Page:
Dirty Laundry: A backward ruling

Here's all we can say for Week 3: The NFC North has seen better weeks in the penalty department. Our teams were called for a combined 43 penalties in two games Sunday afternoon and Monday night, including 18 on the Green Bay Packers and 12 on the Minnesota Vikings. There are so many to choose from for our weekly Dirty Laundry feature, so I've somewhat arbitrarily selected two.

The first was one that didn't pass the smell test at the time and, as it turns out, can't be reconciled in the NFL rule book, either. As you might recall from Sunday's game at the Metrodome, referee Ed Hochuli's crew ruled a third-quarter Brett Favre pass incomplete even after it landed four yards behind the line scrimmage.

It seemed the play should have been ruled a backward pass and thus a live ball. Vikings tailback Adrian Peterson was in the process of recovering it at the 25-yard line when whistles blew. In a lengthy explanation, Hochuli said that Favre's arm was initially moving forward and that it was re-directed by contact -- in this case, by blitzing Lions linebacker DeAndre Levy.

Indeed, here's what Rule 3, Section 22, Article 2, Note 2 says about that topic:

When a Team A player is holding the ball to pass it forward, any intentional movement forward of his hand starts a forward pass. If a Team B player contacts the passer or the ball after forward movement begins, and the ball leaves the passer's hand, a forward pass is ruled, regardless of where the ball strikes the ground or a player.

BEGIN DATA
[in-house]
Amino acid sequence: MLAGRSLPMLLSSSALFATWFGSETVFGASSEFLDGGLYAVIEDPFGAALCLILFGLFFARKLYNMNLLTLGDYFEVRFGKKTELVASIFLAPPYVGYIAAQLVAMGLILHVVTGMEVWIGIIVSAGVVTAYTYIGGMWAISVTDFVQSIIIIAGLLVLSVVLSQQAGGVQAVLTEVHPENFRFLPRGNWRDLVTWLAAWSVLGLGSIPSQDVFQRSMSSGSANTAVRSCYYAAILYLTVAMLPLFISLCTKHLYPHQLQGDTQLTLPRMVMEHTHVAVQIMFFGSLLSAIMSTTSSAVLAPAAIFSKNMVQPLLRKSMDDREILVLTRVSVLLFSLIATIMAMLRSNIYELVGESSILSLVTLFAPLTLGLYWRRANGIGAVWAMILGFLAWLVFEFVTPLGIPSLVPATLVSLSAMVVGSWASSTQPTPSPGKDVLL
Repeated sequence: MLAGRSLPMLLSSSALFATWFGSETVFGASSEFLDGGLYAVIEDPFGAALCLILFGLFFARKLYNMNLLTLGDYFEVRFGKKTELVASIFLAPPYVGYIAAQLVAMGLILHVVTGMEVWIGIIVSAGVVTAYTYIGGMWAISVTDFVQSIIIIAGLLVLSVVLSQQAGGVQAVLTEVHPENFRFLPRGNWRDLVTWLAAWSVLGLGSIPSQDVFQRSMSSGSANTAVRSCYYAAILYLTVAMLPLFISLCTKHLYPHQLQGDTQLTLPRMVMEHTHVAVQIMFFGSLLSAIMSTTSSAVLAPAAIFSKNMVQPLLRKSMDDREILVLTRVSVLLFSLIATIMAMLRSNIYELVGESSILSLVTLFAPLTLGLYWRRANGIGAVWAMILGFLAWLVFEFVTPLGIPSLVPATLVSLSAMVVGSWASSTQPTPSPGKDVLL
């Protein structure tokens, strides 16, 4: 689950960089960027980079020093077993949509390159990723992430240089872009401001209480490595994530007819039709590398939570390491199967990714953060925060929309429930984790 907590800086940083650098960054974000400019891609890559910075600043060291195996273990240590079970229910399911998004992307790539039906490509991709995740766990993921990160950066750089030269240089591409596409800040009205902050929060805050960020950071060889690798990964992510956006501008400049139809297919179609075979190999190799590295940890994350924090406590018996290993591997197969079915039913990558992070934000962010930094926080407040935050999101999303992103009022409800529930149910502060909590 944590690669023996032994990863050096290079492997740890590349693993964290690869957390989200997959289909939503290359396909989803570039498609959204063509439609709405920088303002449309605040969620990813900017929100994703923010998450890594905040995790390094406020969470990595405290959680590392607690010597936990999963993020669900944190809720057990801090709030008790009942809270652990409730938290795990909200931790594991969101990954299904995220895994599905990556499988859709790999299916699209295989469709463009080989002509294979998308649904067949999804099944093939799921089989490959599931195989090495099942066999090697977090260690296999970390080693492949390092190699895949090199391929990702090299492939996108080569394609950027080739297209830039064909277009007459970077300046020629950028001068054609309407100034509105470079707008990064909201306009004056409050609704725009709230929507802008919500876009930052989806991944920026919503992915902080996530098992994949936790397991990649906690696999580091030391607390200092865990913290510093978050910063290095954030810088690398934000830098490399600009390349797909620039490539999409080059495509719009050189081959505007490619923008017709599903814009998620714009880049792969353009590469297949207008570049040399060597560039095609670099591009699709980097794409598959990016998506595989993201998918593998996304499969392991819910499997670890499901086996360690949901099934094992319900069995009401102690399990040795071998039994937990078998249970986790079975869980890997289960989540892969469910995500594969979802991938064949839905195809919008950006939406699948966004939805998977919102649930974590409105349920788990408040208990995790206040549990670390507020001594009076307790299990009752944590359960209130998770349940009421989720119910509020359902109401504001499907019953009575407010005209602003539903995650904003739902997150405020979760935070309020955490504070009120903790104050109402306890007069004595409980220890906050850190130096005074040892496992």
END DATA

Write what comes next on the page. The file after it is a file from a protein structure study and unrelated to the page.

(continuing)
One problem: When you watch the replay, Favre's arm was never moving forward. Peterson was always his intended receiver, and he was at best one or two yards behind Favre at the time of the pass. At the moment Levy hit him, Favre was standing at more than a 90-degree angle to the line of scrimmage. Unless I'm missing something, Hochuli's crew misapplied this rule. It should have been a backward pass, and it should have been marked on the yard line that Peterson would have recovered it on.

Our second call sparked some outrage within the Packers' locker room. Cornerback Charles Woodson pleaded for a philosophical shift away from the mentality that he thought left officials no choice but to call pass interference on rookie safety Morgan Burnett with 1 minute, 44 seconds remaining in Monday night's game at Soldier Field.

"Somehow," Woodson said, "you've got to get away from letting quarterbacks throw the ball up for grabs when both players have engaged downfield and then you get the penalty and they get the ball at the [9]-yard line. That needs to change. That's heartbreaking for a team to battle all game and then it's always the offensive guy that gets that call. That has to change."

Woodson was blitzing on the play and didn't see it live. Perhaps he saw a scoreboard replay, but I have to agree with ESPN analyst Ron Jaworski. "That will be called every single time," Jaworski said during the live broadcast.

When you watch the replay, you see Burnett running to catch up with Bears receiver Earl Bennett at about the 10-yard line. Burnett first runs into Bennett and then wraps his right arm around Bennett's left hip. His hands remain in contact with Bennett even as he turns to look for the ball, which quarterback Jay Cutler had overthrown.

It's one thing to have contact as two players are playing the ball. Woodson has a point in arguing that those calls should be evened out or just wiped out altogether. But I don't see a time in the near future when NFL officials will allow defenders to grab and hold receivers before they turn to look for the ball themselves.

On to this week's Challenge Tracker: